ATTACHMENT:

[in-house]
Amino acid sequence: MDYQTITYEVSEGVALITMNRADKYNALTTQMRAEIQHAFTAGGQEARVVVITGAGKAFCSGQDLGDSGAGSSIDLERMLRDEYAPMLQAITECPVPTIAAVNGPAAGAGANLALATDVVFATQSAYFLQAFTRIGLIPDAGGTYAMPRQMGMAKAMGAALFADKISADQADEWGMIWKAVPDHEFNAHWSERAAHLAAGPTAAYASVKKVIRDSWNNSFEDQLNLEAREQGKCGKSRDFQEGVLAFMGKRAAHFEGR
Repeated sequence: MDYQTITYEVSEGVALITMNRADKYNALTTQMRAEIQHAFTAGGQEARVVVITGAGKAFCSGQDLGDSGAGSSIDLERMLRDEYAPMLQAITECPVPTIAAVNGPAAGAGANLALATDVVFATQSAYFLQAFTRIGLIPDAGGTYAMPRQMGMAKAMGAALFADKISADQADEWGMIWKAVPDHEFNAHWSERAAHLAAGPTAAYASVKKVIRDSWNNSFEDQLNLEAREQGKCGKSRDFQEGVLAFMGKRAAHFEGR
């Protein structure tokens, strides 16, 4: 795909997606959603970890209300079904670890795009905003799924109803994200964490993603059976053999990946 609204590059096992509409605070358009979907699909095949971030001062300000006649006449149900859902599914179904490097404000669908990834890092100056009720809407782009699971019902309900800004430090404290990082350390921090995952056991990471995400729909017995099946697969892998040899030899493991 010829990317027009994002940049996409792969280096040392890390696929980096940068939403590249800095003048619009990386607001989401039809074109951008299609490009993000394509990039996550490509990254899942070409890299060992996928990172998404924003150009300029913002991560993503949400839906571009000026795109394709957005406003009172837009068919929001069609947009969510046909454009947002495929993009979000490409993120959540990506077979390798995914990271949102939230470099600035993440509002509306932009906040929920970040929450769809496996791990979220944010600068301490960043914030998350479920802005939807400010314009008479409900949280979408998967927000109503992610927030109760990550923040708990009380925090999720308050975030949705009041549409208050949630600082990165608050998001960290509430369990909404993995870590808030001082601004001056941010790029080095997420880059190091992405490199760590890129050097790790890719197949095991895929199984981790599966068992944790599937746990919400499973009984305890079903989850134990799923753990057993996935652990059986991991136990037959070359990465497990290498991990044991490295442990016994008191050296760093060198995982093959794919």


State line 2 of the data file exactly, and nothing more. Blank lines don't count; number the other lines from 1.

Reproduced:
Amino acid sequence: MDYQTITYEVSEGVALITMNRADKYNALTTQMRAEIQHAFTAGGQEARVVVITGAGKAFCSGQDLGDSGAGSSIDLERMLRDEYAPMLQAITECPVPTIAAVNGPAAGAGANLALATDVVFATQSAYFLQAFTRIGLIPDAGGTYAMPRQMGMAKAMGAALFADKISADQADEWGMIWKAVPDHEFNAHWSERAAHLAAGPTAAYASVKKVIRDSWNNSFEDQLNLEAREQGKCGKSRDFQEGVLAFMGKRAAHFEGR